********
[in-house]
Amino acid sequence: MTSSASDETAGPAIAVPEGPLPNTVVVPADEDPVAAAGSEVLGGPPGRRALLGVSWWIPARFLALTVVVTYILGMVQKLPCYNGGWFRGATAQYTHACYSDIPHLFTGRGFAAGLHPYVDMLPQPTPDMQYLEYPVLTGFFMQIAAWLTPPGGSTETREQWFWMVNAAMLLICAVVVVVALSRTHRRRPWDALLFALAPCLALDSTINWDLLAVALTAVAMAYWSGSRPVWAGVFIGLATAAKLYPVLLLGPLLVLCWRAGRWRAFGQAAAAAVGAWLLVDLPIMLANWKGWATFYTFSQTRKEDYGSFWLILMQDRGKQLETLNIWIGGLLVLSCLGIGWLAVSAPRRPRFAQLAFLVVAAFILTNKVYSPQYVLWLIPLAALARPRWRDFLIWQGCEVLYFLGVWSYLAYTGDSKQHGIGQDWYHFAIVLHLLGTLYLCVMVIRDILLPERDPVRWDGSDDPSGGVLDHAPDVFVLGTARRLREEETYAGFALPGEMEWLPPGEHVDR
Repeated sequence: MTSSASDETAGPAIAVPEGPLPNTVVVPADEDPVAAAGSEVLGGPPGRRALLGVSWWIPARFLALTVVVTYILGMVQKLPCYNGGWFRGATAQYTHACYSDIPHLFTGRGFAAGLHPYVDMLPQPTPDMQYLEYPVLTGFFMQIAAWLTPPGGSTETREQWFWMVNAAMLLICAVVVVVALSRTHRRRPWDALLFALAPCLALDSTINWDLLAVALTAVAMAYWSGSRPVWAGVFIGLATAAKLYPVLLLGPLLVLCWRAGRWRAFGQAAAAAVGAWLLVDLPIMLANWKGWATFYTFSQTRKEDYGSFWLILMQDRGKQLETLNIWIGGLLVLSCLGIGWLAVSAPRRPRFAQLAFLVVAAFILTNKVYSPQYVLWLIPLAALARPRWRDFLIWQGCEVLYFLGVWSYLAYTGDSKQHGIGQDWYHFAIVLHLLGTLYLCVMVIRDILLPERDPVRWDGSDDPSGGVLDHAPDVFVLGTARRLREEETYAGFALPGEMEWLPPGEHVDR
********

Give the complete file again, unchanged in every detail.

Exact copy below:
[in-house]
Amino acid sequence: MTSSASDETAGPAIAVPEGPLPNTVVVPADEDPVAAAGSEVLGGPPGRRALLGVSWWIPARFLALTVVVTYILGMVQKLPCYNGGWFRGATAQYTHACYSDIPHLFTGRGFAAGLHPYVDMLPQPTPDMQYLEYPVLTGFFMQIAAWLTPPGGSTETREQWFWMVNAAMLLICAVVVVVALSRTHRRRPWDALLFALAPCLALDSTINWDLLAVALTAVAMAYWSGSRPVWAGVFIGLATAAKLYPVLLLGPLLVLCWRAGRWRAFGQAAAAAVGAWLLVDLPIMLANWKGWATFYTFSQTRKEDYGSFWLILMQDRGKQLETLNIWIGGLLVLSCLGIGWLAVSAPRRPRFAQLAFLVVAAFILTNKVYSPQYVLWLIPLAALARPRWRDFLIWQGCEVLYFLGVWSYLAYTGDSKQHGIGQDWYHFAIVLHLLGTLYLCVMVIRDILLPERDPVRWDGSDDPSGGVLDHAPDVFVLGTARRLREEETYAGFALPGEMEWLPPGEHVDR
Repeated sequence: MTSSASDETAGPAIAVPEGPLPNTVVVPADEDPVAAAGSEVLGGPPGRRALLGVSWWIPARFLALTVVVTYILGMVQKLPCYNGGWFRGATAQYTHACYSDIPHLFTGRGFAAGLHPYVDMLPQPTPDMQYLEYPVLTGFFMQIAAWLTPPGGSTETREQWFWMVNAAMLLICAVVVVVALSRTHRRRPWDALLFALAPCLALDSTINWDLLAVALTAVAMAYWSGSRPVWAGVFIGLATAAKLYPVLLLGPLLVLCWRAGRWRAFGQAAAAAVGAWLLVDLPIMLANWKGWATFYTFSQTRKEDYGSFWLILMQDRGKQLETLNIWIGGLLVLSCLGIGWLAVSAPRRPRFAQLAFLVVAAFILTNKVYSPQYVLWLIPLAALARPRWRDFLIWQGCEVLYFLGVWSYLAYTGDSKQHGIGQDWYHFAIVLHLLGTLYLCVMVIRDILLPERDPVRWDGSDDPSGGVLDHAPDVFVLGTARRLREEETYAGFALPGEMEWLPPGEHVDR